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New Water Cooling - Page 2

post #11 of 17
Do you mean the kind you just push the tubing into? We find them at most hardware stores.
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post #12 of 17
The fans on my core can't be heard over the power supply fan.
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post #13 of 17
Thread Starter 
fstfrddy - wow! thats fantastic using a stinger kit? I'll have to look into them in more depth.

as to the connectors, these are some on the thermaltake symphony:
Automatic non-spill valves, robust material one hand operation
http://www.thermaltake.com/product/L...0_image/08.jpg
whole page:
http://www.thermaltake.com/product/L...0/cl-w0040.asp
and on zalmans reserator 1 plus:
The Fittings incorporate valves that prevent leaks when disconnecting the Silicone Tubes allowing quick, convenient separation and reassembly of the Reserator for transport and coolant replacement .
http://www.zalman.co.kr/images/produ...erator_07s.jpg
the whole page can be found on zalmans website:
http://www.zalman.co.kr/

so I was wondering whether this is standard for all those pretty chrome fittings you push the pipe over, or, if they were stuff these guys made to make their systems actually transportable? and if anywhere was marketing them seperately as i can think of several places they'd be useful
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post #14 of 17
Quote:
Originally Posted by witchhunter
True if there are no bottlenecks, otherwise the seperate pump is useful. Also dual heatcores need fans, less fans = less noise, i know you can run large fans on low volts and get good cf/m and low noise, but it is still more noise. that said, passive water cooling is much larger and heavier.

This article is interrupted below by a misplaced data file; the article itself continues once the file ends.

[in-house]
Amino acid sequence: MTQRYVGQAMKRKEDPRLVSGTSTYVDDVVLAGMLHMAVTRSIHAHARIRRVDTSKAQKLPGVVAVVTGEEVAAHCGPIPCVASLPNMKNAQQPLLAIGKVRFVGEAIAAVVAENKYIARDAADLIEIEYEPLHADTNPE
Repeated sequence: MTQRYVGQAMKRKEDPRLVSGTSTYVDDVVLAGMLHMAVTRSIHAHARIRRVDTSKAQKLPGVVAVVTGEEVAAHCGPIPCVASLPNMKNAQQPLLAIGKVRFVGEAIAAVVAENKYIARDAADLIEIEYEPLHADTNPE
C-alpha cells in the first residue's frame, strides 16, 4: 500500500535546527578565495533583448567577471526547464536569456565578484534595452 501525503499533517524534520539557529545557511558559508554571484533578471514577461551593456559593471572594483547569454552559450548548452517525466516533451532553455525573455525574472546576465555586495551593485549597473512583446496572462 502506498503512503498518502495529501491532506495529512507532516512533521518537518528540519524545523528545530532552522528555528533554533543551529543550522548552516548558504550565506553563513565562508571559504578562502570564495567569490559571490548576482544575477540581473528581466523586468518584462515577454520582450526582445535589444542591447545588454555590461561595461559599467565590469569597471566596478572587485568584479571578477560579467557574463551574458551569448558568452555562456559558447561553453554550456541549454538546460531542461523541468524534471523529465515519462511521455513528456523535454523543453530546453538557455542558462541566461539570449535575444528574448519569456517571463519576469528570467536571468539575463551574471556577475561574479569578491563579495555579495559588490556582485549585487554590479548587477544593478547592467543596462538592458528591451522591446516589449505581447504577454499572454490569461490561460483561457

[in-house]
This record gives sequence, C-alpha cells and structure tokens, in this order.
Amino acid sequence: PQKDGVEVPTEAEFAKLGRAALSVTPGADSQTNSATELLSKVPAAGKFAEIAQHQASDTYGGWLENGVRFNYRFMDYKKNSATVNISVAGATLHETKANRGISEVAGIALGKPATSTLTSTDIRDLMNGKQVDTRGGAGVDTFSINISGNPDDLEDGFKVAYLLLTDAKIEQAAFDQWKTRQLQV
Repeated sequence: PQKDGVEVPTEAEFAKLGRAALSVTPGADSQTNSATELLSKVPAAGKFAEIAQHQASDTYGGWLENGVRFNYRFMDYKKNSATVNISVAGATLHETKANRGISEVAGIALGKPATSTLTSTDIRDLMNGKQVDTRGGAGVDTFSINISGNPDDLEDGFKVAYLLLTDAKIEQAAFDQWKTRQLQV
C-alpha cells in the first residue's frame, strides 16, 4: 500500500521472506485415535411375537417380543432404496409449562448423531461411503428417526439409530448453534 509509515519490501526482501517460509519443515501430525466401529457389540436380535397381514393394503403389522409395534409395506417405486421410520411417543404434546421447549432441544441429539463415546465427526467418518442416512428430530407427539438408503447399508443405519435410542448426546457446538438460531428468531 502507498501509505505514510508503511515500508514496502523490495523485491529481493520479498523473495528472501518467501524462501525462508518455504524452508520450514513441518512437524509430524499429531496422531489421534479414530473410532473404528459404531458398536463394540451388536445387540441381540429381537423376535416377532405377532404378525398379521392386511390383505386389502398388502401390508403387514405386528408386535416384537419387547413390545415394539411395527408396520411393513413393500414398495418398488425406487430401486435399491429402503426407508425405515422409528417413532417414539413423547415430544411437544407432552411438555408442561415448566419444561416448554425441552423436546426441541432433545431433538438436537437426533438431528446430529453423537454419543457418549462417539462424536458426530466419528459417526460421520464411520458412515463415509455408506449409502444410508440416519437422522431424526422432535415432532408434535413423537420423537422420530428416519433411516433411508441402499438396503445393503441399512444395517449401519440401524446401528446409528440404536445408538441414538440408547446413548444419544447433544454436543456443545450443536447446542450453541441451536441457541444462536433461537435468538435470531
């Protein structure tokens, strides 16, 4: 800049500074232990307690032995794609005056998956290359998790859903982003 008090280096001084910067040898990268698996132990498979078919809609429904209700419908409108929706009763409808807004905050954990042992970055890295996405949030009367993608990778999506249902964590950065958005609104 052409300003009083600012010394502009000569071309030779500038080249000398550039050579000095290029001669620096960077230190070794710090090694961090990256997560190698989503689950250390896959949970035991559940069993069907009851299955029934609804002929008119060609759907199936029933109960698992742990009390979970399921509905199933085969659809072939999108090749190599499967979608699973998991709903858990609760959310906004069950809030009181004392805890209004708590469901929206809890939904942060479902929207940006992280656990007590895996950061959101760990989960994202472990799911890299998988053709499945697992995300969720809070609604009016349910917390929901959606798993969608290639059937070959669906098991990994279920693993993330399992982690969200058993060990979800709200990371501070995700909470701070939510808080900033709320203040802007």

For what it's worth, I agree with Freddy--a good pump should be able to handle a single loop.

More importantly for my personal priority of silence, pumps tend to be louder than fans, and more fans are actually quieter than less.

It's counterintuitive, but happens because a fan's noise level increases faster than it's airflow. So multiple fans (and the larger the better) running slowly are quieter than a single fan supplying the same airflow.

Combined with the fact that the more radiator area the less need for airflow, more radiator and more fans is actually quieter than less radiator and fans, and offer the option for more cooling when needed.

That said, of course take your own path. It's not all about reason, and the journey is its own reward.

Hope this helps.
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post #15 of 17
Quote:
Originally Posted by witchhunter
fstfrddy - wow! thats fantastic using a stinger kit? I'll have to look into them in more depth.
His last name is Stinger. He made his own series of CPU blocks. One of which I own. Handmade quality like you wouldn't believe. Read the Homemade Waterblock stickie by fstfrddy if you want to research the Stinger line more.
post #16 of 17
Thread Starter 
my bad, i'd heard the name stinger on a couple of posts, and stupidly leapt to the wrong conclusion. I could probably find a small custom manufacturing company to build something like it, if I was a rich man...

I do remember something about the fact that multiple sources making the same noise doesnt double the noise (as the uninitiated would think) it brings it to about 1.4 times noisier, and the larger airflow, larger fans, larger radiator makes sense DrDeville, it also applies to passive cooling which uses convection and ambient air movement (if i can use the term ambient in that way .

I must say, its damn tempting to go for a regular radiator + fan arrangement (tried, true and lots less work finding and implementing) but if we all went for such things, we'd be running stock clocked cpus and bland video cards, so my own path it shall be!
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post #17 of 17
I think thats your best bet, get some quality fans, I just got a couple of Antec Tri Cool for my case, they have a 3 speed switch and on low are real quiet. And the Thermaltake smart fans on the core are also quiet. The next thing I am changing is the PSU fan.
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